Even at a liberal arts college, we, as students, tend to be slightly compartmentalized. Science and math majors stick close to the GSC. English and journalism majors live in Humanities. You get the idea.
Interestingly, I’ve had several conversations lately that have led me to believe that this academic segregation might be more of a problem than we realize.
Yes, we have the Augustana Plan supposedly ensuring our well-rounded educations, but the amount of required classes outside of our majors does not diminish our fear of other disciplines.
That’s right. Fear.
As a writing tutor, I’ve seen people come in for help and preface their questions with self-deprecating remarks like “I’m a terrible writer,” or “I’m sorry you have to read this.”
My science-major friends tell me that fellow students often recoil and say things like “I don’t understand science at all” when they hear the word “lab.”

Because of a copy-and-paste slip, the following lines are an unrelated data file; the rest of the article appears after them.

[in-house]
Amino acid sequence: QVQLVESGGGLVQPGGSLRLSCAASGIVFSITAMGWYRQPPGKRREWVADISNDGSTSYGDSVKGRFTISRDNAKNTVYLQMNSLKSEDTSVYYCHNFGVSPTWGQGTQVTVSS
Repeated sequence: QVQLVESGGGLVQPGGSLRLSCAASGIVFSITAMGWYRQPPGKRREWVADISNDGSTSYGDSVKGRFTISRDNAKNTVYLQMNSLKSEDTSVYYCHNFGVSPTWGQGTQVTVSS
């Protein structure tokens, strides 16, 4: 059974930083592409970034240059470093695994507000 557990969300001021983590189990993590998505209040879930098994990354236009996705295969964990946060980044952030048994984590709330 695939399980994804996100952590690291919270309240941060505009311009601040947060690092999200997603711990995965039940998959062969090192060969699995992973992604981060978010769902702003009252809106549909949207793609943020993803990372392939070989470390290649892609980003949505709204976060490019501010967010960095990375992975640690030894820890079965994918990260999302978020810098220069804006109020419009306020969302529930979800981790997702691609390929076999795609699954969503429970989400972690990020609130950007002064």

It’s perfectly normal to have specialized interests, of course. We choose our individual majors because (usually) they align with our specific skill sets. Most people, in fact, do not excel in every subject, but that’s the beauty of human nature: we can always continue to learn.
Just because I’m not great with numbers doesn’t mean I should give up on math entirely (even though I’d like to sometimes). It doesn’t help you at all to simply dismiss (fill in this blank with your least favorite subject) as a skill you’ll never need.
College is the perfect time to ask questions and try new things, and simply avoiding subjects you’re afraid of will not help you grow.
I don’t think this issue has an easy fix, but we can start by giving ourselves a little more credit. Don’t automatically discount your own abilities as a student. Don’t apologize for not understanding—ask questions until you do understand.
Most importantly, never limit your own learning by refusing to give a difficult subject a try.
We chose Augustana knowing that we would receive a liberal arts education, so we have no excuses for fearing other disciplines.
We may go to class in separate buildings, but it’s essential that we occasionally venture into unfamiliar academic territory in order to fill the holes in our own educations.
September Symens is a junior English and journalism major from Omaha, Neb.